The physical examination is not complicated

The physical examination is not complicated. The blood pressure needs to be measured reasonably, not through a sweater, not when the patient is standing, not after the patient has just been rushed into the room because you are running 30 minutes late in your office.Two or more blood pressures using an appropriate size cuff, make sure that you measure it in the opposite arm, particularly important in older patient’s who might have arteriosclerosis. If the patient has arteriosclerosis and has blockage of say their left subclavian artery, so the blood pressure in their left arm is lower than the blood pressure in the right arm, and you measure only the blood pressure in the left arm, and let’s say it’s 140/90, and you forget to measure the blood pressure in the right arm which is 160/100, you have not done a good thing because, which blood pressure is the heart exposed to. Which blood pressure is the brain exposed to, it’s the higher blood pressure, so you use the blood pressure which is the higher blood pressure. You look for evidence of neck bruits, heart failure, a big thyroid gland which is a rare cause of hypertension, is the heart bit, which is not a good thing, abdomen bruits, enlarged kidneys and are there poor pulses suggesting end organ disease. Again, the history and the exam are designed to answer three questions, primary secondary hypertension, end organ disease, and other cardiovascular risk factors. All of those questions ought to be answered by the time you finish with this list. A simple urinalysis to look for kidney disease, a serum potassium to screen for rare endocrine disease, increased aldosterone secretion but it also serves as an important baseline measurement because we are going to be giving most patient’s with stage I hypertension who need therapy diuretics, a serum sodium, glucose to look for other cardiovascular risk factors, serum creatinine to look for kidney function. Serum sodium is another baseline function because sometimes diuretics will cause hyponatremia. Cholesterol is to look for other risk factors, JNC recommends a complete blood count on all patient’s with chronic hypertension, I don’t know why. I can think of no good reason to do that.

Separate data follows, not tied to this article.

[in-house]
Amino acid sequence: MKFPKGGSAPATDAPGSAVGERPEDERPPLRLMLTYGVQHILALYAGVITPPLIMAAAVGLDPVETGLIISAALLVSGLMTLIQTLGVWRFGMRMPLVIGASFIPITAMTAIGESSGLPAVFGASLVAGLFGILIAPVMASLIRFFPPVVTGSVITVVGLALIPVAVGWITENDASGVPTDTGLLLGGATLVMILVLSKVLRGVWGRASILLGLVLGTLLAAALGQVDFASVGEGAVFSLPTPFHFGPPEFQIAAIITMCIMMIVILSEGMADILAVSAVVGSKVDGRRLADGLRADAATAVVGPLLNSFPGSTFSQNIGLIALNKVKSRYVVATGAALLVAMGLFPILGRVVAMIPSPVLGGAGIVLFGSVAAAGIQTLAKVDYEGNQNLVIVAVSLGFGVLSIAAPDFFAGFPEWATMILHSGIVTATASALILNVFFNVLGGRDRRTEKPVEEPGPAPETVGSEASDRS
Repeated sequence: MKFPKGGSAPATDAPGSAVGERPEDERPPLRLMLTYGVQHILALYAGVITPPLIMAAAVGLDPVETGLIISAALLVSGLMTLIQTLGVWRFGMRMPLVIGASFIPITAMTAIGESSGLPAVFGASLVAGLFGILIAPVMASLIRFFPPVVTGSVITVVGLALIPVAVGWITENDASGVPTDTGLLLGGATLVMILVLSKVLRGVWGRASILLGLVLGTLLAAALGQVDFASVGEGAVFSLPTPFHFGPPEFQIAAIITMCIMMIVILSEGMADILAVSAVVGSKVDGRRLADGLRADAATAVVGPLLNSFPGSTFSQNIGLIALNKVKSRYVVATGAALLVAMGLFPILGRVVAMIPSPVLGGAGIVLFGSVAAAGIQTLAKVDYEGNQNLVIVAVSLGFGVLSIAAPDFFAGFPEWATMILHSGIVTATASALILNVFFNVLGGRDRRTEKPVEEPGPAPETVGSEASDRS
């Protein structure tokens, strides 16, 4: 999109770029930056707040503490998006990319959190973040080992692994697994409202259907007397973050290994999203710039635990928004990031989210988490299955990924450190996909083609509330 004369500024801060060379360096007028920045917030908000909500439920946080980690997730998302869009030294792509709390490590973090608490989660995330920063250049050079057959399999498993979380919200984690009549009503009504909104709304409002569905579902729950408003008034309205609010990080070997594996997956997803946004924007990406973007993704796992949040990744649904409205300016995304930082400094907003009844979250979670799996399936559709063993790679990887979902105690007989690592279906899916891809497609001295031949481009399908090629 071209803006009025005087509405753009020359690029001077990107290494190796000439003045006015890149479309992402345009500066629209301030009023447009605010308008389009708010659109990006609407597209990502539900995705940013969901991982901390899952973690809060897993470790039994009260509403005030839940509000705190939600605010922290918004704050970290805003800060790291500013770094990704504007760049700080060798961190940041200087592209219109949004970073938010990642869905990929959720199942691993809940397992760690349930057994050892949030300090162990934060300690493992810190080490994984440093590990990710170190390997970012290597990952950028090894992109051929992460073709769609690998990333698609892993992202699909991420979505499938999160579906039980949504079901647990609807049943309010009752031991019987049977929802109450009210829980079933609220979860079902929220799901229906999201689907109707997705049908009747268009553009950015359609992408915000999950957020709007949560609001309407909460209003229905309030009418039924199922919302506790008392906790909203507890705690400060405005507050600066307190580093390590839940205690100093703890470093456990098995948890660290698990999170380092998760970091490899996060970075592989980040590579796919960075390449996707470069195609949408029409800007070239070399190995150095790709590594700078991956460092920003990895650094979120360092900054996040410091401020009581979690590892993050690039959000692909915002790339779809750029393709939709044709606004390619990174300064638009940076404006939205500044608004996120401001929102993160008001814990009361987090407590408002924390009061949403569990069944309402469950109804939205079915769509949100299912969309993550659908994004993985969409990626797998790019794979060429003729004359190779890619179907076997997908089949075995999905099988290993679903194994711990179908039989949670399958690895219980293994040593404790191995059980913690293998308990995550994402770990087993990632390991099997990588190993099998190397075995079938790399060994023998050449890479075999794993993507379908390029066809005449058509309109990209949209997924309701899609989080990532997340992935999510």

The 12-lead electrocardiogram is to look for left ventricular hypertrophy or on rare occasions, evidence of a myocardial infarction that was not picked up in the history, a chest x-ray is not indicated. It is a terrible test for heart disease and unless the patient has symptoms, you need not do it. So the list is relatively small, again, focused on looking for end organ disease, secondary hypertension. If you decide that the patient has sustained elevations of their blood pressure, and after the appropriate focused history, exam and laboratory tests tell you as it will the vast majority of the time, that the patient has essential or primary or, yes you have elevated blood pressure and we have to idea why, then you have to start thinking about what you’re going to do about it. Here are the things you should start to do about it in every patient, no matter what the level of their blood pressure is. Some of these things are very difficult to do, I would suggest that if you don’t do them, then you are not doing a good thing for the patient and you are certainly not meeting reasonable standard of care, so you have to at least try to do most of these things. If somebody is grossly overweight, that is a major contributor to high blood pressure and it is reasonable to either counsel them or send them to somebody who can counsel them. That almost always involves increase in physical activity which is, in the vast majority of patient’s a very good thing for all sorts of reasons in addition to their hypertension.

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